Pear thrips (Taeniothrips inconsequens)
Western flower thrips (Frankliniella occidentalis)
Pest description and crop damage Thrips are minute, slender insects about 1 mm long. Adult thrips are dark brown to black in color with reddish brown eyes. The larvae are white. Most of the feeding damage occurs prior to bloom, when adults feed on the fruit buds. This causes buds to dry up, die, or develop abnormally. Foliage damaged by thrips feeding appears distorted, tattered, or stunted. Fruit damaged by thrips may show surface russeting or discoloration later in the growing season.
Biology and life history Thrips overwinter as pupae in protected places on the ground. In spring, the adults fly to trees and enter developing buds to feed. Eggs are laid in the flower parts and along the mid-vein and petioles of developing leaves. The young larvae emerge to feed on the flower parts and foliage. Several generations pass each summer, and adults may feed on adjacent flowering plants as well.
Pest monitoring Thrips are monitored easily by shaking a pink bud or flower cluster into a white cup. If you find only 25 to 50 thrips per 100 buds when 50% of blossom buds show green, damage will not be too serious. In some cases, sprays for other pests will reduce the thrips population.
Adults and nymphs of the minute pirate bug (Orius spp.) attack thrips, as do larvae of green lacewings and predaceous thrips. Cold, wet weather during bloom reduces thrips damage.
If thrips have been a problem, prune and thin after bloom, as this will dilute the populations of thrips and reduce the damage. Remove as many broadleaf flowering plants as possible from the vicinity of the trees, as this provides an alternate host. Grass groundcovers around the trees provide competition for clovers and winter annuals that are alternate hosts.
Management-chemical control: HOME USE
Warning: Many pesticides are hazardous to bees. Look for bee precautionary statements on product labels and do not use these products during bloom or if bees are foraging in the orchard.
- acetamiprid-Toxic to bees.
- azadirachtin (neem oil)-Some formulations are OMRI-listed for organic use.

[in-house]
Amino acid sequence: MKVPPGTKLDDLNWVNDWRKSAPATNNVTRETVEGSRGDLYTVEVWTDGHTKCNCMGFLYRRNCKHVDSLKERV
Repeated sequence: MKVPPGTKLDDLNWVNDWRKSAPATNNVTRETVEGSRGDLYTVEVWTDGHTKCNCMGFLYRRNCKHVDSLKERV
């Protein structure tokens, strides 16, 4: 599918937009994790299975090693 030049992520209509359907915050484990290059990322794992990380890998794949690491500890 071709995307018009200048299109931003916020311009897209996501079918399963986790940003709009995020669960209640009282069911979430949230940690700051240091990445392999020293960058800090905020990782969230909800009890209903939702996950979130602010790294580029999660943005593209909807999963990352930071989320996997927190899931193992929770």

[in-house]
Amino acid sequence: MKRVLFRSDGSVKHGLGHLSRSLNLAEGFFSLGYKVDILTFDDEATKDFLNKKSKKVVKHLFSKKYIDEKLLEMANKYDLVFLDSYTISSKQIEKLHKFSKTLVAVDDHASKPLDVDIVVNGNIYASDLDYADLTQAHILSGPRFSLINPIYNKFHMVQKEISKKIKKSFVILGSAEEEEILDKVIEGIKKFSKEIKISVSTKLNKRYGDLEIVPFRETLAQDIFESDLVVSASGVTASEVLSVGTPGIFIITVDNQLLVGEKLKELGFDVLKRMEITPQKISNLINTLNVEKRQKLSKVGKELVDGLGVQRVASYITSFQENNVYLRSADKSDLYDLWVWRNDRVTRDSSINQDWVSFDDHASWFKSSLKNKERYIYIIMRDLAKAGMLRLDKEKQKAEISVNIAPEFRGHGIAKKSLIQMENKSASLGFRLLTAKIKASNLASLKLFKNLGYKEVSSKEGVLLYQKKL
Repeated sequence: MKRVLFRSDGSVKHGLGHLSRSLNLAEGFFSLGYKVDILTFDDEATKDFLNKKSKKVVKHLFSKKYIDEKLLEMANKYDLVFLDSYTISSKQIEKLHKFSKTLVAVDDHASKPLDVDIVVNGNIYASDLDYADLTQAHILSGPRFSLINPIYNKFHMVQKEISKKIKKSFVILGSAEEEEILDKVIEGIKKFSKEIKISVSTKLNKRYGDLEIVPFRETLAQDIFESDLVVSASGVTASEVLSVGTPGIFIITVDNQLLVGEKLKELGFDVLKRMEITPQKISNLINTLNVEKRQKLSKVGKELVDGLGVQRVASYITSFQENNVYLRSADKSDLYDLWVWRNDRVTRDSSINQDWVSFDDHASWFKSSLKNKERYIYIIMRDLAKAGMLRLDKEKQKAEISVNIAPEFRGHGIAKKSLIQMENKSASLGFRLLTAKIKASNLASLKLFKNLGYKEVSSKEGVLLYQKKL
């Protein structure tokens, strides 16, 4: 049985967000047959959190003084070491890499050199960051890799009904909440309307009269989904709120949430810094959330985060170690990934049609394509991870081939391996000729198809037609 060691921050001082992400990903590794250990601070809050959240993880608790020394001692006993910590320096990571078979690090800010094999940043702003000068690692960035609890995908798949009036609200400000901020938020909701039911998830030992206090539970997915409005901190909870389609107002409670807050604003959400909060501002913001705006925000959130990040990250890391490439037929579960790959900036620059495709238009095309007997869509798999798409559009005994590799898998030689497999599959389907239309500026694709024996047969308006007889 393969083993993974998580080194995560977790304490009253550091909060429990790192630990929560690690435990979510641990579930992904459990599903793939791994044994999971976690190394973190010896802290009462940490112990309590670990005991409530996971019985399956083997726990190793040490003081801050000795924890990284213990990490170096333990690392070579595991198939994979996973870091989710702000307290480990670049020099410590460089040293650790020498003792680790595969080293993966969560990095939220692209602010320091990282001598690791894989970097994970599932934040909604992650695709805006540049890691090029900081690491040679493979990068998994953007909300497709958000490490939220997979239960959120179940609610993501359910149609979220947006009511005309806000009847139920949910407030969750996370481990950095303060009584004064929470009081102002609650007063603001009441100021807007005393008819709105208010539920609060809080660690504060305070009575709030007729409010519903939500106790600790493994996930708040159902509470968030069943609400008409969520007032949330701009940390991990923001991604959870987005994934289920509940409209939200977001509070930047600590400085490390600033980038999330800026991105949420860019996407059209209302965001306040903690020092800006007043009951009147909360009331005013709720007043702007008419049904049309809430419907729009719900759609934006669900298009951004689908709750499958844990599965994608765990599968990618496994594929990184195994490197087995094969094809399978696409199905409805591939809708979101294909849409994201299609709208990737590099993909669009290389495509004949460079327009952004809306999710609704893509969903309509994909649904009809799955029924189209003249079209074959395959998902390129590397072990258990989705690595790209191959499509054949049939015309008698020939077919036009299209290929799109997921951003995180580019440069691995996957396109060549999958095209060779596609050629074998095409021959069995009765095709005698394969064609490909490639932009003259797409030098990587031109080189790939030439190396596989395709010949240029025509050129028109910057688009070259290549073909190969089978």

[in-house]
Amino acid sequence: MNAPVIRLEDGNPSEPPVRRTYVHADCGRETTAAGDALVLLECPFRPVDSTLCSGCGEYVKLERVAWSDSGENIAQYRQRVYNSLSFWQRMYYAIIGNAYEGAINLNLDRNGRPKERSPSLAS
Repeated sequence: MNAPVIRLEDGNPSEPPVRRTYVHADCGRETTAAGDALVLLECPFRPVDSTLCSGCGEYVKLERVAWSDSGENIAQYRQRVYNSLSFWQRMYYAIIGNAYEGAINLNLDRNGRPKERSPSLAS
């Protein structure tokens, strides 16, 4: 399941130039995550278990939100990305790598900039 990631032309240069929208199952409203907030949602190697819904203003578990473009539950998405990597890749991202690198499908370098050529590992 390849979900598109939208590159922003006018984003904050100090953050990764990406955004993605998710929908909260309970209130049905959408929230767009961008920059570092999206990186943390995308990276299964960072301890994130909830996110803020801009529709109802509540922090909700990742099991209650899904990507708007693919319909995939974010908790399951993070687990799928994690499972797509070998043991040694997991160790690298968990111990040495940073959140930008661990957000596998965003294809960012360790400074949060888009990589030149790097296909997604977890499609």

- carbaryl-Highly toxic to bees.
- gamma-cyhalothrin-Highly toxic to bees.
- horticultural mineral oil-Some formulations OMRI-listed for organic use.
- imidacloprid-Highly toxic to bees. Soil drenches may have residual activity in woody plants lasting for 12 or more months. If short-term management is the goal, consider other approaches.
- insecticidal soap-Some formulations are OMRI-listed for organic use.
- kaolin-Applied as a spray to leaves, stems, and fruit, it acts as a repellant to some insect pests. Some formulations are OMRI-listed for organic use.
- lambda-cyhalothrin-Highly toxic to bees.
- plant-derived essential oils-Some have shown efficacy against thrips. Some formulations are OMRI-listed for organic use.
- pyrethrins (often as a mix with other ingredients)- Highly toxic to bees. Some formulations are OMRI-listed for organic use.
- spinosad-Toxic to bees. Some formulations are OMRI-listed for organic use.
- zeta-cypermethrin-Highly toxic to bees.
Management-chemical control: COMMERCIAL USE
Spring and summer spray
- lambda-cyhalothrin (Warrior II) at 1.28 to 2.56 fl oz/A. REI 24 hr. PHI 14 days. May disrupt beneficial mite populations. Extremely toxic to fish; avoid spray drift and surface runoff.
- spinetoram (Delegate WG) at 4.5 to 7 oz/A. REI 4 hr. PHI 1 day. Apply no less than one week apart, with a maximum 4 applications per season.
- spinosad (Entrust SC) at 4 to 8 fl oz/A. REI 4 hr. PHI 1 day. Results are best when applied at petal fall. May act slowly. OMRI-listed for organic use.
- thiamethoxam+chlorantraniliprole (Voliam Flexi) at 6 to 7 oz/A. Do not apply exceed 14 oz/A of Voliam Flexi per season. REI 12 hr. PHI 14 days.